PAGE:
Those dual-screened experiences Panay describes are just as reliant on the software working well as they are on the two screens existing side by side. And that’s where Android comes in. At some point Microsoft determined that if you can’t beat them, you need to join them and try your darnedest to differentiate. It will attempt to make Microsoft apps the best Microsoft apps you can get on an Android device.
When I ask him if he ever considered reviving a Windows mobile OS, Panay says no. Twice. And he says it firmly. “At the end of the day, where the applications sit today, the opportunity that people have already leaned into, that developers have already taken advantage of—it’s right there. And there’s a reality to that. To ignore that would be silly.”
Of course they never considered using Windows for a mobile phone. That ship has sailed, crashed, and sunk, and the market just isn’t open to any new entrants, as the lack of response to this change.org petition illustrates.
For me there is some irony in this revelation, not that it matters but I had always thought the tiled interface of Windows Phone 8.1 and Windows 10 Phone were a superior interface for this type of mobile device, dual screen device. If I let go of prejudice I found them functionally far superior to iOS or Android. The more traditional interfaces simply persist because people are people that resist change and embrace familiarity, you can give a device a shiny new coat like a dark theme, curved screen or haptic feedback, but change the way the end user has to function and you are dead in the water, I think that is why Android and iOS persist, because to the end user they are really just mangled representation of legacy desktops and as such remain largely familiar. I think the chaos that exists in the space between tablets and phones for both Apple and Samsung displays this state of affairs nicely. The old way is the right way, at least in perception.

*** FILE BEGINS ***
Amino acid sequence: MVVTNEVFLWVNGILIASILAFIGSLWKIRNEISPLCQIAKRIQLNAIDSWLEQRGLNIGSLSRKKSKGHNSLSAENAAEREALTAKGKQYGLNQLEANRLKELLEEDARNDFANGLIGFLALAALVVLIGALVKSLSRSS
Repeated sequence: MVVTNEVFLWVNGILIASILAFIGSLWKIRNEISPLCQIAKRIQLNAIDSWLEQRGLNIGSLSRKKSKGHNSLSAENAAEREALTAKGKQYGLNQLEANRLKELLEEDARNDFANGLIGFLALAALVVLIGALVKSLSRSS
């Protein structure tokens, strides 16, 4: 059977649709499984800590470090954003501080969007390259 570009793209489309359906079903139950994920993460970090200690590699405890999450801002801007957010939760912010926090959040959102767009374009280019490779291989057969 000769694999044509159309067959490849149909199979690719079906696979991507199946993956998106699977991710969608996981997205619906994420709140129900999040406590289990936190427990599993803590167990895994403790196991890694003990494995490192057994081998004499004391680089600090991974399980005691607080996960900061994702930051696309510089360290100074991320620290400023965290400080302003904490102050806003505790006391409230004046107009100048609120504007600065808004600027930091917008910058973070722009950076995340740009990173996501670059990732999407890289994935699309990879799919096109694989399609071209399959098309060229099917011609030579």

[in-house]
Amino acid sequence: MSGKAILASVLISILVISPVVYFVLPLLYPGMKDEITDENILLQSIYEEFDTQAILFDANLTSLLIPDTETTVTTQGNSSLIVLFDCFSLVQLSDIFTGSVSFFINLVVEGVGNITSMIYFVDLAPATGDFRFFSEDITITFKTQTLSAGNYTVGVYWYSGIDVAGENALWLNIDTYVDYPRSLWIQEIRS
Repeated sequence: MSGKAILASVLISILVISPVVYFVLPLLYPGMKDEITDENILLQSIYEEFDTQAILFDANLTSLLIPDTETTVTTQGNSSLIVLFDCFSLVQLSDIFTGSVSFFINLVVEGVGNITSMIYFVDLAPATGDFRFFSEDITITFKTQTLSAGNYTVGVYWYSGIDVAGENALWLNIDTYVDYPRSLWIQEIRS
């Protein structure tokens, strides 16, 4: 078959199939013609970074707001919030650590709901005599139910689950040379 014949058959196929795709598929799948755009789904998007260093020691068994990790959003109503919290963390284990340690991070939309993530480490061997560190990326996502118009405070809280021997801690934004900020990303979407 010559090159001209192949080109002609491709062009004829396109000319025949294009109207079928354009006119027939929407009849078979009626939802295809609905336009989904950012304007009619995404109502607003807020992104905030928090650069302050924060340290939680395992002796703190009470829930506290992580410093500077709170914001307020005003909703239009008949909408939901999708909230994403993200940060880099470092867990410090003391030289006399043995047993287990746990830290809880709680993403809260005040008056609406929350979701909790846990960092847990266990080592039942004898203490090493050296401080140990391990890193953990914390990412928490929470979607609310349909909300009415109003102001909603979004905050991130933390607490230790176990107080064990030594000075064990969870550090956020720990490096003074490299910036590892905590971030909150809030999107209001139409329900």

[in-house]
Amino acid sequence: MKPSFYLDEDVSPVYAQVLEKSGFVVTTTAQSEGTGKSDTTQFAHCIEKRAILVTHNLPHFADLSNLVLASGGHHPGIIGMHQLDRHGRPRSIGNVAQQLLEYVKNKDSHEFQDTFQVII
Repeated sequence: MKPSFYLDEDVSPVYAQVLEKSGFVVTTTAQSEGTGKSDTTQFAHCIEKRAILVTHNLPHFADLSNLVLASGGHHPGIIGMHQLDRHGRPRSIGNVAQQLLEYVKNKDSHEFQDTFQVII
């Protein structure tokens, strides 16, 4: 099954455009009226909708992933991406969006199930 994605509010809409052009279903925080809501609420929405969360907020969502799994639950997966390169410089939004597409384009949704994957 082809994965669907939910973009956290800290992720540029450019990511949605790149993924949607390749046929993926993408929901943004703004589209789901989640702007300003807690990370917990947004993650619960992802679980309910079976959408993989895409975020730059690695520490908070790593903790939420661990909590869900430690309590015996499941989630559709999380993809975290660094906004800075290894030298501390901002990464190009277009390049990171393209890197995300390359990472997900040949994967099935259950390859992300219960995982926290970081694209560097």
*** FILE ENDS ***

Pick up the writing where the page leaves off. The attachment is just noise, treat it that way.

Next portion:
But alas however the OS appears and functions to the end user, it will make little difference if there are zero developers and apps.
btw., As popularly reported I don’t see that these new devices are trying to bridge some ethereal gap between phone and desktop, as I’m sure the marketing intent will that you own all three, one is not obsoleting the other!
It funny that they say the market is not open to new entries. Librem 5 and Pinephone are attempting just that.